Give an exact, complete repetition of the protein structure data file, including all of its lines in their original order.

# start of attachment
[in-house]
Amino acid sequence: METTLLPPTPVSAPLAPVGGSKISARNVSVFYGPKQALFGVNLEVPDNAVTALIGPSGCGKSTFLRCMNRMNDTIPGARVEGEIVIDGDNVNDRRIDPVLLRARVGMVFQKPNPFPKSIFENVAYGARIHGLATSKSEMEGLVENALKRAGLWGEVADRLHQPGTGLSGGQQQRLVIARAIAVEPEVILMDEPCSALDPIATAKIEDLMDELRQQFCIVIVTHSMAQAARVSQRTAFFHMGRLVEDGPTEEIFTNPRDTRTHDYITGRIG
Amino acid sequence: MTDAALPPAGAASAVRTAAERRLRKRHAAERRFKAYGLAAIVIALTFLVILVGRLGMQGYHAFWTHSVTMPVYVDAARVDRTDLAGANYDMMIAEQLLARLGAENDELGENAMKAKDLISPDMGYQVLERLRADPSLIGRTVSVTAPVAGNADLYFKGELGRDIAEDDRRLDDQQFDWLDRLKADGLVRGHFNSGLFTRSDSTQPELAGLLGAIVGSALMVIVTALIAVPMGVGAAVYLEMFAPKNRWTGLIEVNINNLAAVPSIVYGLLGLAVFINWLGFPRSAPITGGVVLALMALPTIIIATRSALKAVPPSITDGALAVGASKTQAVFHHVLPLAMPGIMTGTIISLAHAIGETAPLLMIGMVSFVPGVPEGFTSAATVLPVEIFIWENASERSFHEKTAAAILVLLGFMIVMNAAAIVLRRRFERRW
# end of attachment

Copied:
[in-house]
Amino acid sequence: METTLLPPTPVSAPLAPVGGSKISARNVSVFYGPKQALFGVNLEVPDNAVTALIGPSGCGKSTFLRCMNRMNDTIPGARVEGEIVIDGDNVNDRRIDPVLLRARVGMVFQKPNPFPKSIFENVAYGARIHGLATSKSEMEGLVENALKRAGLWGEVADRLHQPGTGLSGGQQQRLVIARAIAVEPEVILMDEPCSALDPIATAKIEDLMDELRQQFCIVIVTHSMAQAARVSQRTAFFHMGRLVEDGPTEEIFTNPRDTRTHDYITGRIG
Amino acid sequence: MTDAALPPAGAASAVRTAAERRLRKRHAAERRFKAYGLAAIVIALTFLVILVGRLGMQGYHAFWTHSVTMPVYVDAARVDRTDLAGANYDMMIAEQLLARLGAENDELGENAMKAKDLISPDMGYQVLERLRADPSLIGRTVSVTAPVAGNADLYFKGELGRDIAEDDRRLDDQQFDWLDRLKADGLVRGHFNSGLFTRSDSTQPELAGLLGAIVGSALMVIVTALIAVPMGVGAAVYLEMFAPKNRWTGLIEVNINNLAAVPSIVYGLLGLAVFINWLGFPRSAPITGGVVLALMALPTIIIATRSALKAVPPSITDGALAVGASKTQAVFHHVLPLAMPGIMTGTIISLAHAIGETAPLLMIGMVSFVPGVPEGFTSAATVLPVEIFIWENASERSFHEKTAAAILVLLGFMIVMNAAAIVLRRRFERRW